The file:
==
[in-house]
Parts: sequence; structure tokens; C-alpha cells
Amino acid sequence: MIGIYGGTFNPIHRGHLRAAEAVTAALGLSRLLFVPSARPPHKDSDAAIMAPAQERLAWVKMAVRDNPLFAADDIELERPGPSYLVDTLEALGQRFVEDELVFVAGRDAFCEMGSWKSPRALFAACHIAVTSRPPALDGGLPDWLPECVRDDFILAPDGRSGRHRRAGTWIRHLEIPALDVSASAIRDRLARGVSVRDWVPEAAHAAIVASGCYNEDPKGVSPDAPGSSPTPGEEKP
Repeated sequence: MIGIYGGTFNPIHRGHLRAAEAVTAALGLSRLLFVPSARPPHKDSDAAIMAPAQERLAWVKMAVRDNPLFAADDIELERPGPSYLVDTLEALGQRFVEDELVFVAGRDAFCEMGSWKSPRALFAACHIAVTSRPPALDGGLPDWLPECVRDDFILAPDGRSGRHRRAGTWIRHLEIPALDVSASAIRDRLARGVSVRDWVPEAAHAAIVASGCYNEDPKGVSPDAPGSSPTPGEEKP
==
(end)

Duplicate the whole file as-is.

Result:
[in-house]
Parts: sequence; structure tokens; C-alpha cells
Amino acid sequence: MIGIYGGTFNPIHRGHLRAAEAVTAALGLSRLLFVPSARPPHKDSDAAIMAPAQERLAWVKMAVRDNPLFAADDIELERPGPSYLVDTLEALGQRFVEDELVFVAGRDAFCEMGSWKSPRALFAACHIAVTSRPPALDGGLPDWLPECVRDDFILAPDGRSGRHRRAGTWIRHLEIPALDVSASAIRDRLARGVSVRDWVPEAAHAAIVASGCYNEDPKGVSPDAPGSSPTPGEEKP
Repeated sequence: MIGIYGGTFNPIHRGHLRAAEAVTAALGLSRLLFVPSARPPHKDSDAAIMAPAQERLAWVKMAVRDNPLFAADDIELERPGPSYLVDTLEALGQRFVEDELVFVAGRDAFCEMGSWKSPRALFAACHIAVTSRPPALDGGLPDWLPECVRDDFILAPDGRSGRHRRAGTWIRHLEIPALDVSASAIRDRLARGVSVRDWVPEAAHAAIVASGCYNEDPKGVSPDAPGSSPTPGEEKP